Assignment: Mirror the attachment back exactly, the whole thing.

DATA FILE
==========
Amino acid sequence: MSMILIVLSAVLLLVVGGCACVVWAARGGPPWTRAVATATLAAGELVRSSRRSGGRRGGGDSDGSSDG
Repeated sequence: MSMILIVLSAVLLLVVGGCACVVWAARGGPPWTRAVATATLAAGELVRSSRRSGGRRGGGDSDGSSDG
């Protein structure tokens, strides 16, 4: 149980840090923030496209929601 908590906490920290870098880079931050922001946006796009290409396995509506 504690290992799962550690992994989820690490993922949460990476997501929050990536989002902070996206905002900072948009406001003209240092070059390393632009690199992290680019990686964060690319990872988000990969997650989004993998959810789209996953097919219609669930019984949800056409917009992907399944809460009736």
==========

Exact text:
Amino acid sequence: MSMILIVLSAVLLLVVGGCACVVWAARGGPPWTRAVATATLAAGELVRSSRRSGGRRGGGDSDGSSDG
Repeated sequence: MSMILIVLSAVLLLVVGGCACVVWAARGGPPWTRAVATATLAAGELVRSSRRSGGRRGGGDSDGSSDG
């Protein structure tokens, strides 16, 4: 149980840090923030496209929601 908590906490920290870098880079931050922001946006796009290409396995509506 504690290992799962550690992994989820690490993922949460990476997501929050990536989002902070996206905002900072948009406001003209240092070059390393632009690199992290680019990686964060690319990872988000990969997650989004993998959810789209996953097919219609669930019984949800056409917009992907399944809460009736």